U.S. soccer star Megan Rapinoe at the 2019 Women's World Cup. She's pledged to posthumously donate her brain to concussion research. Photo: Franck Fife/AFP via Getty Images

Girls who play soccer are at risk from concussion at nearly the same rate as boys who play football, a new study finds.

By the numbers: Boys who played football had the most concussions — 10 per every 10,000 practices or games — according to the study of 20 sports, published in the journal Pediatrics. Girls who played soccer were next, with concussions occurring in eight per 10,000 instances.

  • The CDC notes that girls have "higher rates of concussion than boys in high school soccer" and that concussions most "commonly occur when an athlete is heading the ball." Per the CDC:
    • About 1 in 3 concussions among girls happens during heading (31%).
    • About 1 in 4 concussions among boys happens during heading (28%).

The big picture: CBS News notes that U.S. women's national soccer team star Megan Rapinoe and retired USWNT players Abby Wambach, Michelle Akers and Brandi Chastain have pledged to posthumously donate their brains for concussion research.

What they're saying: The CDC "HEADS UP Concussion in Youth Sports" initiative that provides information to coaches, parents and athletes recommends that children aged 10 and younger should not head balls and that 11- to 13-year-olds should limit heading to practices only.

  • It recommends that athletes are taught to avoid collisions to reduce the chances of concussion occurring and that unsafe actions should be avoided, such as making illegal contact.
  • Tripping hazards should be removed and equipment including goalposts should have padding that's in good condition, per the CDC.

Go deeper: The NFL is changing how it handles concussions

Go deeper

Natural gas pipeline project cancelled after Supreme Court victory

Photo: Rafael Henrique/SOPA Images/LightRocket via Getty Images

Dominion Energy announced Sunday it has agreed to sell its natural gas transmission and storage network to Warren Buffett's Berkshire Hathaway in a deal valued at $10 billion, including the assumption of debt.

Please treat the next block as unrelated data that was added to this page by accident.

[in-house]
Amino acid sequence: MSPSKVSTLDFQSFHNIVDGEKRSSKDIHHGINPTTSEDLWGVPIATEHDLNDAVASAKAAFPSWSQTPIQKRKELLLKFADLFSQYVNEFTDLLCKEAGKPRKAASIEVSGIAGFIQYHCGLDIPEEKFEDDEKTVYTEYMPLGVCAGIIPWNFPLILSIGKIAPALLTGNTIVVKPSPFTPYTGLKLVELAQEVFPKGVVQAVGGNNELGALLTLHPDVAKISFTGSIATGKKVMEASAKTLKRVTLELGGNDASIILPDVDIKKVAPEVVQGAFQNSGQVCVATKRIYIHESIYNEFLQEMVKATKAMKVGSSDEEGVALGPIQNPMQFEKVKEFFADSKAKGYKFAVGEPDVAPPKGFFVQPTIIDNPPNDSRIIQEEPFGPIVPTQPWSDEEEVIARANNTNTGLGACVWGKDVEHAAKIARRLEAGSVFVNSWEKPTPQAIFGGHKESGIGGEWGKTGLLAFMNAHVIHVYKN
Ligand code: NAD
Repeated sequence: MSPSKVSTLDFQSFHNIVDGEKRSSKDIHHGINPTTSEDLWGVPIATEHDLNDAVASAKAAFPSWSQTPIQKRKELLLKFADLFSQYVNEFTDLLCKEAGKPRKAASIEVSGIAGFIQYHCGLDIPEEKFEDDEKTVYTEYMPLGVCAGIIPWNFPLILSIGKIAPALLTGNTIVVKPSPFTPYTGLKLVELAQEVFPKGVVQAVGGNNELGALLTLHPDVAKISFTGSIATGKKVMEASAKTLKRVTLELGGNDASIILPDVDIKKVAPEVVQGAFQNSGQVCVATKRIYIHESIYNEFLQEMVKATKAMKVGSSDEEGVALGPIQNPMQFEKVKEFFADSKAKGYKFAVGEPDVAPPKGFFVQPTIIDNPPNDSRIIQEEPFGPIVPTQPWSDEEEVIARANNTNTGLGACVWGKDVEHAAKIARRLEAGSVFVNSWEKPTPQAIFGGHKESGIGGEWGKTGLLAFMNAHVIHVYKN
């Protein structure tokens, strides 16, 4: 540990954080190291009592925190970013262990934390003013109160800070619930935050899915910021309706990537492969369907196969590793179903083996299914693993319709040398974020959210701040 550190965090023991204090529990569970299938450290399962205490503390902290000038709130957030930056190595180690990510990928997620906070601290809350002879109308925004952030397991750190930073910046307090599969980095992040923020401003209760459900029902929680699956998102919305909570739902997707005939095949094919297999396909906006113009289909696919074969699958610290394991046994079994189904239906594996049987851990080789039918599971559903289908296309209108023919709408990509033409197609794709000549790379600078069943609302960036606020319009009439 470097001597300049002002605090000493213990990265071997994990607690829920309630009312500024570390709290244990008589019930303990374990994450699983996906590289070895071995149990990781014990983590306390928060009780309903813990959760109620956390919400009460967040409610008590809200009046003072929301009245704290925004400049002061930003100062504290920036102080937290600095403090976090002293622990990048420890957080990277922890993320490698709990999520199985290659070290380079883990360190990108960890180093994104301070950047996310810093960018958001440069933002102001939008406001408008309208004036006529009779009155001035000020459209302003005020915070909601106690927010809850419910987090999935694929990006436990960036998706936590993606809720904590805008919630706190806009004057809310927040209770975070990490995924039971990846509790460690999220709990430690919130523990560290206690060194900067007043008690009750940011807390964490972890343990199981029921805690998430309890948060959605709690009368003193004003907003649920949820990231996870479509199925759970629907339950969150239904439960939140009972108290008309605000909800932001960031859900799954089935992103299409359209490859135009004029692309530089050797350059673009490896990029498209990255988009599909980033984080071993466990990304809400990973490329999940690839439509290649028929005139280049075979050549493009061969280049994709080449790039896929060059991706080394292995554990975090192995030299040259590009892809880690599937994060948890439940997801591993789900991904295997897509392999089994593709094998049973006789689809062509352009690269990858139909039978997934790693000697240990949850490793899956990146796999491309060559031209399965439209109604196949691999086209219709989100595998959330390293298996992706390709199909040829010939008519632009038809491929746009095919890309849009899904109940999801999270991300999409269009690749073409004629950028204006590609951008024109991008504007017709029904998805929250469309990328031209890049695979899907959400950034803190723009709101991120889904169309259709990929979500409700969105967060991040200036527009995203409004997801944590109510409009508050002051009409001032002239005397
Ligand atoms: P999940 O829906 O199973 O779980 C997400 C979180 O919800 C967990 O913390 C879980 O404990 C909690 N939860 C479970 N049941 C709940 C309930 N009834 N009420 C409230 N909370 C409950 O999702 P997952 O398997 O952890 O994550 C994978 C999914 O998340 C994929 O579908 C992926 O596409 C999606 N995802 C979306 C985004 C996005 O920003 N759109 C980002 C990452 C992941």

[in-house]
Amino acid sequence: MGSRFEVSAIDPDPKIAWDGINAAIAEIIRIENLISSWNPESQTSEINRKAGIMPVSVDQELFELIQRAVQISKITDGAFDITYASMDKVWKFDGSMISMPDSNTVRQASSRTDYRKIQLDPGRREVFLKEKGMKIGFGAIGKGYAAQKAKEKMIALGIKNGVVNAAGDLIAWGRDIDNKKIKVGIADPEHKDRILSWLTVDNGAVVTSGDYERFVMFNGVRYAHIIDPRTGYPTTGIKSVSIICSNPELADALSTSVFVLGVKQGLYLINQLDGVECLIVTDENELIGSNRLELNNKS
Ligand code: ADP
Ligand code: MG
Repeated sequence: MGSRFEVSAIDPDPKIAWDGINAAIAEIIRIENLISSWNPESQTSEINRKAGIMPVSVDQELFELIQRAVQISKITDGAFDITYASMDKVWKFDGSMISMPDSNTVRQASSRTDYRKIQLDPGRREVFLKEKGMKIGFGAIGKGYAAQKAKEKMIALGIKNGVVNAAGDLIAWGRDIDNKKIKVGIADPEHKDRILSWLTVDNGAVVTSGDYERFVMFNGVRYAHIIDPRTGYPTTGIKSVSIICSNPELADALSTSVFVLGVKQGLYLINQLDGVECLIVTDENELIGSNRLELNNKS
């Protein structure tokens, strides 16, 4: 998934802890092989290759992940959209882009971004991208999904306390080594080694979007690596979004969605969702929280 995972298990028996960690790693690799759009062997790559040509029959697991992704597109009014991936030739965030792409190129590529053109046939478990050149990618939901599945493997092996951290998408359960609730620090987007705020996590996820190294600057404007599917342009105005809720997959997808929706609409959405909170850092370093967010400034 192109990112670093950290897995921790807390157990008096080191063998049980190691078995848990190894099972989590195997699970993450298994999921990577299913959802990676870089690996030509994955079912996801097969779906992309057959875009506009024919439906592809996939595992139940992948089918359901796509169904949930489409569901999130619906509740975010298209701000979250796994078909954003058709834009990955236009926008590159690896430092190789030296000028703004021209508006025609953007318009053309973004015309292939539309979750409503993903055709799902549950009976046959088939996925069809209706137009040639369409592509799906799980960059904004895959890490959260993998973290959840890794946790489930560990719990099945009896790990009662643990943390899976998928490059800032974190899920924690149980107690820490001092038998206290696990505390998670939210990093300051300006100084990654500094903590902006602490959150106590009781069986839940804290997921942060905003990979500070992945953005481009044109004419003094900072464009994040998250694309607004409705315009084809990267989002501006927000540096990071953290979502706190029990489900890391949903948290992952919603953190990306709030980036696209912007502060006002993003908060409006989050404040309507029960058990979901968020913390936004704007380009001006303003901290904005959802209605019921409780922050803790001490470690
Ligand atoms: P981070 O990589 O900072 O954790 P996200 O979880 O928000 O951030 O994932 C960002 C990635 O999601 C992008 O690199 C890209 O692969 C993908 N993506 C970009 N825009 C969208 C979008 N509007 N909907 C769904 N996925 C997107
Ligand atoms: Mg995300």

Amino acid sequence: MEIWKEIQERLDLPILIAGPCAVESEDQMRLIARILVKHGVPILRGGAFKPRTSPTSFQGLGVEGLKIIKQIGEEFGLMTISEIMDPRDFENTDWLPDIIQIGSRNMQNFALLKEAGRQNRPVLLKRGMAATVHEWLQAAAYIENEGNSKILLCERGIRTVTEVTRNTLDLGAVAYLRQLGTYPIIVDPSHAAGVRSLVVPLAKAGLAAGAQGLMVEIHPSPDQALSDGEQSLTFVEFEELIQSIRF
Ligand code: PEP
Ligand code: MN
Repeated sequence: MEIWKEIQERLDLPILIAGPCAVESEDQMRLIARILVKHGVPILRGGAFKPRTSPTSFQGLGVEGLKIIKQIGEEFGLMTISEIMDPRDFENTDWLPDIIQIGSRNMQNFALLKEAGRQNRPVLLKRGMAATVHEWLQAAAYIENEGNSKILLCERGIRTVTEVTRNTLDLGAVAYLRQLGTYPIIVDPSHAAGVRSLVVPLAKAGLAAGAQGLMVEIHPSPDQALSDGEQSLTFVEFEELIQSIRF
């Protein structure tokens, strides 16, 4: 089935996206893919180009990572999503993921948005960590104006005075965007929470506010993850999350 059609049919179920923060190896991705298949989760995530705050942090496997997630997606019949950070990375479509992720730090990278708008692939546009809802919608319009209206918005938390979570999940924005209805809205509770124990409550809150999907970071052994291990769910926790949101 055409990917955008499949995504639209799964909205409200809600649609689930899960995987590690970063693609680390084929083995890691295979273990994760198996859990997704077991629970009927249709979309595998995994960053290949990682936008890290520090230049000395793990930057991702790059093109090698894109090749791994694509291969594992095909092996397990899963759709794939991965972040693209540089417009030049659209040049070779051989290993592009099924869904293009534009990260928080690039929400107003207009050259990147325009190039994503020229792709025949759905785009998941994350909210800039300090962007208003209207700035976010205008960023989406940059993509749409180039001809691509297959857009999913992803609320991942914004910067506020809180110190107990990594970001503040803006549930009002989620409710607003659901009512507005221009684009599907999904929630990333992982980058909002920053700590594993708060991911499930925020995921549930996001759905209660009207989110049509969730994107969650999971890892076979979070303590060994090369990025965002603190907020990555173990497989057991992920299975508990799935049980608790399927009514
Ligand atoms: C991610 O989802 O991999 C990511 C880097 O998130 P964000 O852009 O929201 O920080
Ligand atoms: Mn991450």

Why it matters: The deal comes as Duke Energy Corp. and Dominion Energy announced they are canceling their plans for the $8 billion Atlantic Coast Pipeline following a Supreme Court ruling. The ruling removed major hurdles for the companies, but "recent developments have created an unacceptable layer of uncertainty and anticipated" for the project.

Trump campaign "strongly" encourages face masks at outdoor rally

Photo: Jabin Botsford/The Washington Post via Getty Images

The Trump campaign will be providing face masks and hand sanitizer for all attendees at an upcoming rally Saturday in Portsmouth, New Hampshire.

  • The campaign said in an email on Sunday that attendees are "strongly encouraged" to wear the masks.

Why it matters: The campaign's first coronavirus-era rally in Tulsa, Oklahoma, was notable for its lack of masks.

Updated 3 hours ago - Politics & Policy

Coronavirus dashboard

Illustration: Aïda Amer/Axios

  1. Global: Total confirmed cases as of 2 p.m. ET: 11,317,637 — Total deaths: 531,729 — Total recoveries — 6,111,910Map.
  2. U.S.: Total confirmed cases as of 2 p.m. ET: 2,852,807 — Total deaths: 129,718 — Total recoveries: 894,325 — Total tested: 34,858,427Map.
  3. States: Photos of America's pandemic July 4 ICU beds in Arizona hot spot near capacity — Houston mayor warns about hospitals
  4. Public health: U.S. coronavirus infections hit record highs for 3 straight days.
  5. Politics: Former Trump official Tom Bossert says face masks “are not enough”
  6. World: Mexican leaders call for tighter border control as infections rise in U.S.
  7. Sports: Sports return stalked by coronavirus
  8. 1 📽 thing: Drive-in movie theaters are making a comeback.